Among Bhutan’s stacks of ancient Buddhist temples, the most intriguing is fifteenth-century Chhimi Lhakhang, Aka, Fertility Temple, accessed by hiking through verdant rice fields in Lobesa Valley, near Punakha, which you can explore, with Insight Guides' Bhutan's Mountains and Monasteries tour. Built to honour an infamous Divine Madman, couple’s having difficulty conceiving flock to this temple for a ritualistic blessing by resident monks – many, miraculously succeeding, returning with their newborn to be blessed. The temple’s ancient fertility theme extends to the surrounding hamlet, with the walls of Alpine-style stone houses painted with lurid pink, giant phalluses – ancient fertility symbols and for warding off evil spirits.

Ascend to the Tiger’s Nest 

Jaw-dropping Tiger’s Nest Monastery – Aka Taktsang Lhakhang – is Bhutan’s number one, must-do attraction: the Kingdom’s most iconic landmark, most sacred and spiritual site, one of the Himalaya’s most venerated Buddhist monuments – and ultimate selfie spot. Take in the splendour as part of any Insight Guides' trip to Bhutan. Precariously anchored on flat rocks on a sheer cliff face, 900-metres above Paro Valley and resembling something from a fairy-tale, this gravity-defying, monastic complex is reached by an epic two to four-hour hike through pine forests and up endless stone steps. If lucky, your arrival may coincide with a mesmerising monk’s prayer service in the main temple.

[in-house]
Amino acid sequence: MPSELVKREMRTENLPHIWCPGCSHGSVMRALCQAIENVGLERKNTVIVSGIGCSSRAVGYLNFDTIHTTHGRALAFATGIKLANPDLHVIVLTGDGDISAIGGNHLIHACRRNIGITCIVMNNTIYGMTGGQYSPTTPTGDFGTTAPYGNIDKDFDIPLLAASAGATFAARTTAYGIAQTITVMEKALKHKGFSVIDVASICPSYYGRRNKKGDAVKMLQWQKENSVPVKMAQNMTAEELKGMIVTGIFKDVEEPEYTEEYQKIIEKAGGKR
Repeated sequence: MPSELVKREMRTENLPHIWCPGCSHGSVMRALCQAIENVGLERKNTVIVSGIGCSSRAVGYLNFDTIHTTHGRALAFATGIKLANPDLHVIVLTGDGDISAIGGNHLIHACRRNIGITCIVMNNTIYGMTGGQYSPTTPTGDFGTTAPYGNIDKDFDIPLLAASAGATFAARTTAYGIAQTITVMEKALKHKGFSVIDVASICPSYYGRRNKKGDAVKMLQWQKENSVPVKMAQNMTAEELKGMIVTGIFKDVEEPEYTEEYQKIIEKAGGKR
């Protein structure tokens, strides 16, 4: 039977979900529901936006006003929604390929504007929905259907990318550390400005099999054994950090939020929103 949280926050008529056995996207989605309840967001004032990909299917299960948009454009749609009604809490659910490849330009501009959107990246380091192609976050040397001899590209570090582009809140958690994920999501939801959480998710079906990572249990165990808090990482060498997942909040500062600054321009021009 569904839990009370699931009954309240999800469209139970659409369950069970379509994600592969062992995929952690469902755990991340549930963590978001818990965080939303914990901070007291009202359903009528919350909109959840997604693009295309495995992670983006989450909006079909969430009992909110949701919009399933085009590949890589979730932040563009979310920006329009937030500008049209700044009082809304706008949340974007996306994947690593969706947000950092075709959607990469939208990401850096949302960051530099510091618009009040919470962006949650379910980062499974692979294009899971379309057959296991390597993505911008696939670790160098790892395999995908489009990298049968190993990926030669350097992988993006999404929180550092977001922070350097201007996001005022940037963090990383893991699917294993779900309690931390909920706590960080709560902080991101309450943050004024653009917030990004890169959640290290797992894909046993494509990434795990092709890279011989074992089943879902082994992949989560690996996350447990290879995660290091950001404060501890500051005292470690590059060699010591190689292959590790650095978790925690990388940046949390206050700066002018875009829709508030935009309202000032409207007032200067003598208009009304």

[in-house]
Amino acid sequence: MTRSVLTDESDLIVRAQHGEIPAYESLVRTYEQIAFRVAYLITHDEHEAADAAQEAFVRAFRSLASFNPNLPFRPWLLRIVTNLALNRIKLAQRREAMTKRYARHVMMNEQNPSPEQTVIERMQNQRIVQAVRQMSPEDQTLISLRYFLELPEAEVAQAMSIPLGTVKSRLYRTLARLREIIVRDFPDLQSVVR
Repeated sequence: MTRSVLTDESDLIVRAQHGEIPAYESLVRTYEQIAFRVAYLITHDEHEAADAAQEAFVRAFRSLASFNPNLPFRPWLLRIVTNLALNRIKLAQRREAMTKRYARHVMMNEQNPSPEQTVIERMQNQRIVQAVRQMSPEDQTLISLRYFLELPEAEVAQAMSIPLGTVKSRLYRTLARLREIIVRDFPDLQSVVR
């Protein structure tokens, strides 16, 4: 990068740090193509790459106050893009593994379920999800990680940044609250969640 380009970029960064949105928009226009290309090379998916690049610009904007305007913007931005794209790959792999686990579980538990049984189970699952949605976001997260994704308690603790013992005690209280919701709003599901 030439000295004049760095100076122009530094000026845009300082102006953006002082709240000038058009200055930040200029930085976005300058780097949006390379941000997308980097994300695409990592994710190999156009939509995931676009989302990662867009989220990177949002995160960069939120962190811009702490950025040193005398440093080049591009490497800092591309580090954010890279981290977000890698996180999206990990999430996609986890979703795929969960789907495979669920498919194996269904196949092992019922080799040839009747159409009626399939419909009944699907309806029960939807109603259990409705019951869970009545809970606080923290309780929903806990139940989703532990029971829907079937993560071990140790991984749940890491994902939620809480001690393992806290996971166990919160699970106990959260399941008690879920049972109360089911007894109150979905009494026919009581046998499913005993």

Taktsang Palphug Monastery Taktsang Palphug Monastery (also known as The Tiger's Nest). Photo: Shutterstock

Head east…. to Bumthang 

Culture-vultures should fly to the remote central region and Bumthang, Bhutan’s most historical district and spiritual heartland, home to around 29 Buddhist temples and monasteries – some of the Kingdom’s most venerated and ancient and repository of sacred artefacts. Don’t miss Jambey Lhakhang, Bhutan’s oldest temple built by a Tibetan King in the seventh-century, Tamshing Monastery, Kurjey Lhakhang, one of Bhutan’s most auspicious sites and Wangdicholing, the royal summer palace of Bhutan’s first two kings. With all this, plus hiking through Bumthang’s four farming valleys, plan for several days, in what is affectionately dubbed the ‘Switzerland of Bhutan.’

Hang your prayer flags 

For centuries, Buddhist prayer flags have played a significant part in Bhutanese rituals, hoisted on hilltops, bridges and places of spiritual importance in return for long life, prosperity, good luck and essential karmic merit.  The higher, the better: why hundreds of multi-coloured prayer flags hang at Chelela Pass, at 3,988-metres, Bhutan’s highest road pass, encircled by a never-ending mountain panorama.  At Chelela’s highest and most sacred spot – desolate, tree-less hills – attach your prayer flags to makeshift poles, say a prayer and make a wish (or two). Left fluttering in relentless winds, eventually these are pulled down and burnt, making way for new prayer flags.